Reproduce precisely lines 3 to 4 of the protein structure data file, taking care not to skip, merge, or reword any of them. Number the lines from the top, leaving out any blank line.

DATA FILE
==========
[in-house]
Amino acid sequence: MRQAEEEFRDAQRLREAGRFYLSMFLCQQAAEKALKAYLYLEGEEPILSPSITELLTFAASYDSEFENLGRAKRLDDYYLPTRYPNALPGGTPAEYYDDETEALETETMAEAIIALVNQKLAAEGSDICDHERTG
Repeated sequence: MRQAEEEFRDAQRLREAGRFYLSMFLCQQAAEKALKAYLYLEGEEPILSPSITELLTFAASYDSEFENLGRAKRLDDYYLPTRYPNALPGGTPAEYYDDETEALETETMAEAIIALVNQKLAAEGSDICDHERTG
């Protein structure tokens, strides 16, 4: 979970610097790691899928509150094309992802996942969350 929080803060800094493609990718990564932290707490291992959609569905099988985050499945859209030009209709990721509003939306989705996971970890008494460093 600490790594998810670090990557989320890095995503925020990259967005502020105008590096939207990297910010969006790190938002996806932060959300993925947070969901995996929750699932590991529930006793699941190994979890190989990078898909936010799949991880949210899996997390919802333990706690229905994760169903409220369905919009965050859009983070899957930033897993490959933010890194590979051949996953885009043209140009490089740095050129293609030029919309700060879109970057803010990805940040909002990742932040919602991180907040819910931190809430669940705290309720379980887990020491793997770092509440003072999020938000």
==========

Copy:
Repeated sequence: MRQAEEEFRDAQRLREAGRFYLSMFLCQQAAEKALKAYLYLEGEEPILSPSITELLTFAASYDSEFENLGRAKRLDDYYLPTRYPNALPGGTPAEYYDDETEALETETMAEAIIALVNQKLAAEGSDICDHERTG
């Protein structure tokens, strides 16, 4: 979970610097790691899928509150094309992802996942969350 929080803060800094493609990718990564932290707490291992959609569905099988985050499945859209030009209709990721509003939306989705996971970890008494460093 600490790594998810670090990557989320890095995503925020990259967005502020105008590096939207990297910010969006790190938002996806932060959300993925947070969901995996929750699932590991529930006793699941190994979890190989990078898909936010799949991880949210899996997390919802333990706690229905994760169903409220369905919009965050859009983070899957930033897993490959933010890194590979051949996953885009043209140009490089740095050129293609030029919309700060879109970057803010990805940040909002990742932040919602991180907040819910931190809430669940705290309720379980887990020491793997770092509440003072999020938000």